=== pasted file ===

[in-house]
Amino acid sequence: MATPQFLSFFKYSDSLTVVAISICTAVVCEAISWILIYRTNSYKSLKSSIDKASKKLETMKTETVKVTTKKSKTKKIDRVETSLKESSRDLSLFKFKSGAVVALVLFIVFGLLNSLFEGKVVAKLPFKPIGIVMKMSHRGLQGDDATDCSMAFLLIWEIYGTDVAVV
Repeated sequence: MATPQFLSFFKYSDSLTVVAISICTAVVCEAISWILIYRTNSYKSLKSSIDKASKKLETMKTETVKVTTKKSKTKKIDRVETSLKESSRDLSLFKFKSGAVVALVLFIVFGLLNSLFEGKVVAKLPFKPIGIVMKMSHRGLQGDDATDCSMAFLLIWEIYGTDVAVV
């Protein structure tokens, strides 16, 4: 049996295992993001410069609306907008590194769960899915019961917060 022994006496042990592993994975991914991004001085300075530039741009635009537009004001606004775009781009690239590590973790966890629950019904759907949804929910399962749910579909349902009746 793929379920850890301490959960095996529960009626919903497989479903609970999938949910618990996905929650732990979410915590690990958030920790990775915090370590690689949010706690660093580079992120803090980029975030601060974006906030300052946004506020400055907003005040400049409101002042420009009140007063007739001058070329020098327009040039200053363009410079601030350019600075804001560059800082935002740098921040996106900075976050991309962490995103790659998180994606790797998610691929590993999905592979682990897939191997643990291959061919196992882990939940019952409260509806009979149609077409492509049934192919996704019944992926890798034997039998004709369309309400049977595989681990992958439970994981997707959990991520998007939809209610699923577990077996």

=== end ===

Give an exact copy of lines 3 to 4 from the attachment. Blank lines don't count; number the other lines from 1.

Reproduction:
Repeated sequence: MATPQFLSFFKYSDSLTVVAISICTAVVCEAISWILIYRTNSYKSLKSSIDKASKKLETMKTETVKVTTKKSKTKKIDRVETSLKESSRDLSLFKFKSGAVVALVLFIVFGLLNSLFEGKVVAKLPFKPIGIVMKMSHRGLQGDDATDCSMAFLLIWEIYGTDVAVV
């Protein structure tokens, strides 16, 4: 049996295992993001410069609306907008590194769960899915019961917060 022994006496042990592993994975991914991004001085300075530039741009635009537009004001606004775009781009690239590590973790966890629950019904759907949804929910399962749910579909349902009746 793929379920850890301490959960095996529960009626919903497989479903609970999938949910618990996905929650732990979410915590690990958030920790990775915090370590690689949010706690660093580079992120803090980029975030601060974006906030300052946004506020400055907003005040400049409101002042420009009140007063007739001058070329020098327009040039200053363009410079601030350019600075804001560059800082935002740098921040996106900075976050991309962490995103790659998180994606790797998610691929590993999905592979682990897939191997643990291959061919196992882990939940019952409260509806009979149609077409492509049934192919996704019944992926890798034997039998004709369309309400049977595989681990992958439970994981997707959990991520998007939809209610699923577990077996």